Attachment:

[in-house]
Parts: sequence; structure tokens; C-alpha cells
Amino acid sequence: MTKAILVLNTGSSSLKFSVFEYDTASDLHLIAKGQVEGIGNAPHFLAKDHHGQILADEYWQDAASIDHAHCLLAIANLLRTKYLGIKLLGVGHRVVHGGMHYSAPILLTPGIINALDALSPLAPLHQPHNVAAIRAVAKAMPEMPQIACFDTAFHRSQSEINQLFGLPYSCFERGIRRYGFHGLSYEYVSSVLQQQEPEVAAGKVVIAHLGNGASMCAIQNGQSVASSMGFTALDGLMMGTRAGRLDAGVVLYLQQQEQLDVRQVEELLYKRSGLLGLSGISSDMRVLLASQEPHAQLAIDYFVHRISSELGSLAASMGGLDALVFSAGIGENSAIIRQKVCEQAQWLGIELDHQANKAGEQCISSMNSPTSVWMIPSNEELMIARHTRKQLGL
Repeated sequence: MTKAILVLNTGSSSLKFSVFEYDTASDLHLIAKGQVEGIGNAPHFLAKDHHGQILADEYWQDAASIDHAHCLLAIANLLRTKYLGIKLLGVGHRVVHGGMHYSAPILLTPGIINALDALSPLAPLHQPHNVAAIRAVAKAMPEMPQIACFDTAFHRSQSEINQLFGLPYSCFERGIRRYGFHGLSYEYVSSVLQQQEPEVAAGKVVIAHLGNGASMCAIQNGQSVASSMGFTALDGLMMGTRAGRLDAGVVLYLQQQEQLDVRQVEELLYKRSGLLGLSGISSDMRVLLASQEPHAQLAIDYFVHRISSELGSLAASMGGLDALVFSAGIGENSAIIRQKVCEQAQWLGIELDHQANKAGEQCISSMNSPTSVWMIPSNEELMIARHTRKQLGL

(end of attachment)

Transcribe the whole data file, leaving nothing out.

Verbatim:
[in-house]
Parts: sequence; structure tokens; C-alpha cells
Amino acid sequence: MTKAILVLNTGSSSLKFSVFEYDTASDLHLIAKGQVEGIGNAPHFLAKDHHGQILADEYWQDAASIDHAHCLLAIANLLRTKYLGIKLLGVGHRVVHGGMHYSAPILLTPGIINALDALSPLAPLHQPHNVAAIRAVAKAMPEMPQIACFDTAFHRSQSEINQLFGLPYSCFERGIRRYGFHGLSYEYVSSVLQQQEPEVAAGKVVIAHLGNGASMCAIQNGQSVASSMGFTALDGLMMGTRAGRLDAGVVLYLQQQEQLDVRQVEELLYKRSGLLGLSGISSDMRVLLASQEPHAQLAIDYFVHRISSELGSLAASMGGLDALVFSAGIGENSAIIRQKVCEQAQWLGIELDHQANKAGEQCISSMNSPTSVWMIPSNEELMIARHTRKQLGL
Repeated sequence: MTKAILVLNTGSSSLKFSVFEYDTASDLHLIAKGQVEGIGNAPHFLAKDHHGQILADEYWQDAASIDHAHCLLAIANLLRTKYLGIKLLGVGHRVVHGGMHYSAPILLTPGIINALDALSPLAPLHQPHNVAAIRAVAKAMPEMPQIACFDTAFHRSQSEINQLFGLPYSCFERGIRRYGFHGLSYEYVSSVLQQQEPEVAAGKVVIAHLGNGASMCAIQNGQSVASSMGFTALDGLMMGTRAGRLDAGVVLYLQQQEQLDVRQVEELLYKRSGLLGLSGISSDMRVLLASQEPHAQLAIDYFVHRISSELGSLAASMGGLDALVFSAGIGENSAIIRQKVCEQAQWLGIELDHQANKAGEQCISSMNSPTSVWMIPSNEELMIARHTRKQLGL